6 Pet Safety Tips to help ensure that your canines and felines enjoys the 4th of July festivities as much as you do:
More pets go missing on the Fourth of July than any other time of the year. Pets and loud noises are not a winning combination. Holistic veterinarian and author, Dr. Carol Osborne, DVM has compiled a list of pet safety tips to help take some of the stress out of what is supposed to be a joyous celebration for Fido and Fluffy.
6 Pet Safety Tips for a Fun and Fearless 4th of July Howliday:
- Be sure your pets have well-fitting collars with up-to-date ID tags.
- Don’t give in to offering your pet a plethora of BBQ treats. Keeping your canine as close to his regular diet as possible will help avoid upset stomachs, vomiting, diarrhea and unwanted trips to the Pet ER.
- Pet Life jackets help keep water bound canines afloat, as not all dogs are strong swimmers. Never leave your pooch alone at the beach and/or on a boat, as they can easily become overpowered by waves, tides and currents.
- Most dogs and cats DO NOT enjoy fireworks. Pet ears are far more sensitive to loud noises than ours. Classical music has been shown to help reduce canine anxiety. Pet thunder shirts are also an option to help comfort stressed dogs.
- Homeopathic pet calming remedies including Bach’s Rescue Remedy and Tranquility Blends containing the herb Skull Cap help to safely reduce stress levels for dogs and cats with no adverse effects. Both products may be applied to the inner (hairless) ears, which act as acupressure points in dogs and cats. Both may also be given by mouth.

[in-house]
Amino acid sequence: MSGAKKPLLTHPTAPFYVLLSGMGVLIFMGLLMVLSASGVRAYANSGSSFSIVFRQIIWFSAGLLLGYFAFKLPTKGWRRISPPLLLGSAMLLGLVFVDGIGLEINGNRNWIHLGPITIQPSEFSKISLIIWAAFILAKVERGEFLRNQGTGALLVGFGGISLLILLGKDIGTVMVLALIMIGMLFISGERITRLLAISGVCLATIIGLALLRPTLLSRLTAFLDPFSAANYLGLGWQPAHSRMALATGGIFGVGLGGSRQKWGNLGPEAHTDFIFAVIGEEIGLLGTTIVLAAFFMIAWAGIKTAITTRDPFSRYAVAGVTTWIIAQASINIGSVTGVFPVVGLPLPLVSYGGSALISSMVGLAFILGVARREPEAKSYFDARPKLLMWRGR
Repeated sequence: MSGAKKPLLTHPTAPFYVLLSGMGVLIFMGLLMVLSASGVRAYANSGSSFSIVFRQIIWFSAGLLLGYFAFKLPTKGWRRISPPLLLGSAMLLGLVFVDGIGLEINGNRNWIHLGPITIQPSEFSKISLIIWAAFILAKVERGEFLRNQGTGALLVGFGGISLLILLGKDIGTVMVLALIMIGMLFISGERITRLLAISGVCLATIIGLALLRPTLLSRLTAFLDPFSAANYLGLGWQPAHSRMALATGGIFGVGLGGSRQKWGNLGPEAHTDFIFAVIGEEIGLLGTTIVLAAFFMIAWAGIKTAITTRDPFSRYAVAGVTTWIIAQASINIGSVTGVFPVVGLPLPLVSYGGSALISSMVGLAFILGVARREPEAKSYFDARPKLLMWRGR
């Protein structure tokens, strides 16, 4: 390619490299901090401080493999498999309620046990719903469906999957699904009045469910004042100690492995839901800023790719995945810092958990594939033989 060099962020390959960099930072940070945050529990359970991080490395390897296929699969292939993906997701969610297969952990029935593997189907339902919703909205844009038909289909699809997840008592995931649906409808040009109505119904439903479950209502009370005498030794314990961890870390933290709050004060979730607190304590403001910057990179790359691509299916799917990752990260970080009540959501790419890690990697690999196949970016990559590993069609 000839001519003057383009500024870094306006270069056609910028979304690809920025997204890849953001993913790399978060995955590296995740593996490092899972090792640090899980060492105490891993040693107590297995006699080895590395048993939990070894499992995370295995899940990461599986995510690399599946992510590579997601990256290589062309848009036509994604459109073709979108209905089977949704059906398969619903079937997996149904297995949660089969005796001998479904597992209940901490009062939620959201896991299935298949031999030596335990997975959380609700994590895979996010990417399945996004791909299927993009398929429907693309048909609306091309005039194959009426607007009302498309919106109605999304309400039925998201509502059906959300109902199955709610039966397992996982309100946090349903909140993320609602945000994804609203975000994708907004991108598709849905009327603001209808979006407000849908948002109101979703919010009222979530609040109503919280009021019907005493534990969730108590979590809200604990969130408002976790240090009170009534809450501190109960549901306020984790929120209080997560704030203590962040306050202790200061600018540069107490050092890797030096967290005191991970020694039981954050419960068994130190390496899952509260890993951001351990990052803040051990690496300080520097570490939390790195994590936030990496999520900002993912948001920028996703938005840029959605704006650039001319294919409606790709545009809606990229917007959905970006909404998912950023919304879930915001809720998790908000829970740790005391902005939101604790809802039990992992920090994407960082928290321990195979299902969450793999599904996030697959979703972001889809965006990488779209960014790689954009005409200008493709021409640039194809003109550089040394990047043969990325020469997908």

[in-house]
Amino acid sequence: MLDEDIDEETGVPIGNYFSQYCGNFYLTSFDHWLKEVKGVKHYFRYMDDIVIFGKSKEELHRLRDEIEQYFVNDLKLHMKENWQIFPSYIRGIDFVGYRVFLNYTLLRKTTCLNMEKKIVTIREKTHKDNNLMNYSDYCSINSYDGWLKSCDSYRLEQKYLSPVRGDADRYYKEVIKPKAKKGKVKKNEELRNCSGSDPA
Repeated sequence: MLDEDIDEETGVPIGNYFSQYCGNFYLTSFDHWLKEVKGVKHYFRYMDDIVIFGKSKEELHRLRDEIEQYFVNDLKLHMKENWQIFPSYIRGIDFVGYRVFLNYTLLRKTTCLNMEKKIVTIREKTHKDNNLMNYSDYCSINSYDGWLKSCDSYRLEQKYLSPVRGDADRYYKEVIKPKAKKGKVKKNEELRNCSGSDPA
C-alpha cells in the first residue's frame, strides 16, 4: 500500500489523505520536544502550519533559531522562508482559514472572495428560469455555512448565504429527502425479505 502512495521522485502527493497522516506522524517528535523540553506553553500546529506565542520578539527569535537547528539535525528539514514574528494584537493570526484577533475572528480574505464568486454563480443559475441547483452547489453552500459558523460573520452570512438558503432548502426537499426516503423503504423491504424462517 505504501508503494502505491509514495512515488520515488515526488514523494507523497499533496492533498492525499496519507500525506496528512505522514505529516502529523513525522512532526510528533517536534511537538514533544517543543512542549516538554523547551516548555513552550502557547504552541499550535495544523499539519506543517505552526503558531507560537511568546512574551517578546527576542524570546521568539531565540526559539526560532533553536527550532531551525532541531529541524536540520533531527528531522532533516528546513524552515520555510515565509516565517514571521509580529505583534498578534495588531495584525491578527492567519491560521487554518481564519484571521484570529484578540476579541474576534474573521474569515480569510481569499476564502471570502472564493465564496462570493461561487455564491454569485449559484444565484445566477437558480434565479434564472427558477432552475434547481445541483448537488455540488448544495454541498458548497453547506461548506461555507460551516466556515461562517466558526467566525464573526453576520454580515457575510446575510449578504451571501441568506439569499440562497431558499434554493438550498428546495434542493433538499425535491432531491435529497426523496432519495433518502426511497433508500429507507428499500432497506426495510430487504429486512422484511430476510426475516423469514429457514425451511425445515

- Don’t put human sunscreen on your pet. Pet sunscreen is fine for dogs and cats, but avoid zinc oxide, which is toxic to pets. DEET, a common insecticide, is also poisonous to pets and may cause neurological signs, including drooling, vomiting, diarrhea, excessive thirst and lethargy.
Dr. Carol Osborne is an author and world-renowned integrative veterinarian of twenty-plus years. After graduating from the Ohio State College of Veterinary Medicine, Dr. Carol completed a prestigious internship at the Columbus Zoo. Shortly afterward, she launched a very successful private practice and became the founder and director of the non-profit organization, the American Pet Institute.
Dr. Carol offers traditional veterinary care for dogs and cats with a softer, natural touch. Her approach highlights the importance of nutrition and utilizing holistic avenues in combination with traditional treatments. Currently, she offers holistic therapies and traditional veterinary medical care for dogs and cats at the Chagrin Falls Pet Clinic in Chagrin Falls, Ohio. Call our Office Today at (855) 372-2765 or complete this Form to Email our Office.